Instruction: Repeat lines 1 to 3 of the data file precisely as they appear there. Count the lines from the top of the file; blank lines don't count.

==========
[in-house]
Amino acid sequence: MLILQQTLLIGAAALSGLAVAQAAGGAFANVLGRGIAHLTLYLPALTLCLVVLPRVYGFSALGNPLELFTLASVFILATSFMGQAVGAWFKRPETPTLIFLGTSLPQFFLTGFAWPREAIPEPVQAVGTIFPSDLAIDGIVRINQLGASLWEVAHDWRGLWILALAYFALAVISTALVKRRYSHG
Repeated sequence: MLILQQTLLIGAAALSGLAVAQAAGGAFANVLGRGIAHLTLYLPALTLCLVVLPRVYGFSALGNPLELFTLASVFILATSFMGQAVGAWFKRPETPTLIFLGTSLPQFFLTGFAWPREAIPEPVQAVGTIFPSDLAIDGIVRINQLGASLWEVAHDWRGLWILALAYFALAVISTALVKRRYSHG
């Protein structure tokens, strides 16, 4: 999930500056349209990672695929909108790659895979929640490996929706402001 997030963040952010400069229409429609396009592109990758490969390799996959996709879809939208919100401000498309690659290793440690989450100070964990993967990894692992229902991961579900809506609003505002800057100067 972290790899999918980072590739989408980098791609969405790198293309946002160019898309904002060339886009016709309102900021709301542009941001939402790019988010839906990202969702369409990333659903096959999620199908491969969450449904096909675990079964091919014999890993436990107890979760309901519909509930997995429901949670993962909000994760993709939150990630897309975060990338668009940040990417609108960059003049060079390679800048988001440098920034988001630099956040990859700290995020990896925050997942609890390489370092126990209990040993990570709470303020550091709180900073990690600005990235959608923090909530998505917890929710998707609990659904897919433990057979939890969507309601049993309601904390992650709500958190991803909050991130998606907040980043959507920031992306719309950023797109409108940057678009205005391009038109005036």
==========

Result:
[in-house]
Amino acid sequence: MLILQQTLLIGAAALSGLAVAQAAGGAFANVLGRGIAHLTLYLPALTLCLVVLPRVYGFSALGNPLELFTLASVFILATSFMGQAVGAWFKRPETPTLIFLGTSLPQFFLTGFAWPREAIPEPVQAVGTIFPSDLAIDGIVRINQLGASLWEVAHDWRGLWILALAYFALAVISTALVKRRYSHG
Repeated sequence: MLILQQTLLIGAAALSGLAVAQAAGGAFANVLGRGIAHLTLYLPALTLCLVVLPRVYGFSALGNPLELFTLASVFILATSFMGQAVGAWFKRPETPTLIFLGTSLPQFFLTGFAWPREAIPEPVQAVGTIFPSDLAIDGIVRINQLGASLWEVAHDWRGLWILALAYFALAVISTALVKRRYSHG